Eric Clapton & Steve Winwood – Dedicate To Hubert Sumlin (Tarantura TCDECSW-5-1, 2)

Dedicate To Hubert Sumlin (Tarantura TCDECS-5-1, 2)

Budokan, Tokyo, Japan – December 6th, 2011

Disc 1 (63:41):  Announcement, Start, Had To Cry Today- Blind Faith, Low Down – J.J.Cale, After Midnight – J.J.Cale, Presence Of The Lord – Blind Faith, Glad – Traffic, Well All Right – Buddy Holly, Hoochie Coochie Man – Muddy Waters, While You See A Chance – Steve Winwood, Key To The Highway – Big Bill Broonzy, Pearly Queen – Traffic, Crossroads – Robert Johnson, Georgia On My Mind – Hoagy Carmichael

Disc 2 (63:48) – Acoustic Set – Driftin’ – Johnny Moore’s Three Blazers, That’s No Way To Get Along – Robert Wilkins, Wonderful Tonight – Eric Clapton, Can’t Find My Way Home – Blind Faith, Gimme Some Lovin’ – The Spencer Davis Group, Voodoo Chile – Jimi Hendrix – Encore – Dear Mr.Fantasy – Traffic, Cocaine – J.J.Cale, SE / Announcement

The Eric Clapton / Steve Winwood tour took a short break after the second Tokyo show on December 3rd.  The night after blues great Hubert Sumlin passed away in Wayne, New Jersey, at the age of eighty.  Given his seminal work with Howlin’ Wolf and Muddy Waters and his overall influence upon Clapton’s career, the show on December 6th was played to his memory. 

Dedicate To Hubert Sumlin captures the evening with a perfect audience tape.  Very close to the stage and picking up every little detail, it is among the very best sounding shows to be released by Tarantura from this important tour. 

The tape begins with the band walking onstage and Clapton’s low key “good evenings” before starting with “Had To Cry Today.”  He makes the dedication to Hubert Sumlin before “Low Down.”  Whether it is the inspiration from Sumlin’s spirit or if the band are rejuvenated after a three day break, but the performance of in this show is perhaps the most energetic and enjoyable of the tour. 

“After Midnight” sounds particularly funky, and the segue into “Presence Of The Lord” is quite dramatic. 

Winwood seems to add many little touches to the arrangements.  In “Well All Right,” after Chris Stainton’s bizarre little keyboard solo, Winwood adds a pretty little piano interlude giving an almost “baroque” feeling to the piece.

The two big blues numbers in the first half of the show are enthusiastic.  Clapton squeezes as much sleaze out of “Hoochie Coochie Man” as is possible, and “Key To The Highway” has some really nice jamming on the guitar, honky tonk piano and blues organ adding to the fun.  Winwood’s pop trinket “When You See A Chance” from 1980’s Arc Of A Diver is a pleasing interlude between the two.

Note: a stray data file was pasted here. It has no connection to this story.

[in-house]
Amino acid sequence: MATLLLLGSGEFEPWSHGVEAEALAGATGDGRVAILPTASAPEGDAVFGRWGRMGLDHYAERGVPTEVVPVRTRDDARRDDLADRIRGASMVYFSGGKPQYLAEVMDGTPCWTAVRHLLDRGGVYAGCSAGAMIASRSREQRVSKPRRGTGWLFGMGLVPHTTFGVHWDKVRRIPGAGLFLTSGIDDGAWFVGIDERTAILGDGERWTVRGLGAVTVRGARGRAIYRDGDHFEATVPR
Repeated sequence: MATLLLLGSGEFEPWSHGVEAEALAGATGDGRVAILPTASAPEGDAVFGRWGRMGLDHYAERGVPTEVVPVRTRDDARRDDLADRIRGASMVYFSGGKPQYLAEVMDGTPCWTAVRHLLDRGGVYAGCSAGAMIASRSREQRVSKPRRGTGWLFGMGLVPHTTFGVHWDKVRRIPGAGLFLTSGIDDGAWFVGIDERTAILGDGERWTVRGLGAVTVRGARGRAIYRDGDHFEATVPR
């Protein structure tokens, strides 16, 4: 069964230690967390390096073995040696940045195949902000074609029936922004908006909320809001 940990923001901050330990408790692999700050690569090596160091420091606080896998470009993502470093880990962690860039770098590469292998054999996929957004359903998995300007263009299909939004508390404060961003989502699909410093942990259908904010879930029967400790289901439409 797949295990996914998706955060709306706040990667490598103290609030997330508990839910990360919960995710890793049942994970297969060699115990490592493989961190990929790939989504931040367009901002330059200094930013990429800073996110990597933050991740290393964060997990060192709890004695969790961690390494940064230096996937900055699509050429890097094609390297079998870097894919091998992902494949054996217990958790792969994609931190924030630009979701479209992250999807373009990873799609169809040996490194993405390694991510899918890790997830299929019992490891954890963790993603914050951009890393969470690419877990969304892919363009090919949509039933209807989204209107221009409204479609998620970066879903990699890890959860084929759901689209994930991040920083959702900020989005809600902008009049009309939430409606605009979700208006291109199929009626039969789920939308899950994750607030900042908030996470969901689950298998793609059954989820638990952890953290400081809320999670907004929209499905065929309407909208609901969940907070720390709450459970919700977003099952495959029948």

“Pearly Queen” is played in favor of “Midland Maniac” and the show is much better for it.  They give a stunning performance lead by Winwood’s hypnotic organ.  After “Crossroads,” sounding more gospel than blues, they give a gentle performance of “Georgia On My Mind.”  Both Clapton and Winwood play solos which are given nice ovations from the appreciative crowd. 

The acoustic interlude retains the same songs as the previous nights starting with “Driftin’.”  This is one of the songs featured on From The Cradle and has been the one song from that era with the longest stage life.

Robert Wilkins’ “That’s No Way To Get Along” sounds much more gospel than blues with the addition of the backing singers in these concerts.  Clapton’s arrangement is more upbeat compared to the Rolling Stones’ treatment of “Prodigal Son.”  The female singers almost sound like a choir of angels adjudicating the protagonist in the song. 

They follow with the acoustic arrangement of “Wonderful Tonight,” introduced several nights before, and close with “Can’t Find My Way Home” with Winwood on vocals.

A happy “Gimme Some Lovin'” follows.  It’s a much better performance than the one on the second.  “Voodoo Chile” closes the show and the encores remains the same, “Dear Mr. Fantasy” and the elongated “Cocaine” with both artists jamming in the song’s middle. 

Dedicate To Hubert Sumlin is packaged in a gatefold sleeve made out of thick glossy paper giving a very classy appearance.  With both the sound quality (from a taper named Keith Clearwater) and the quality of the performance makes this one of the best Tarantura releases of the Clapton / Winwood tour of Japan.

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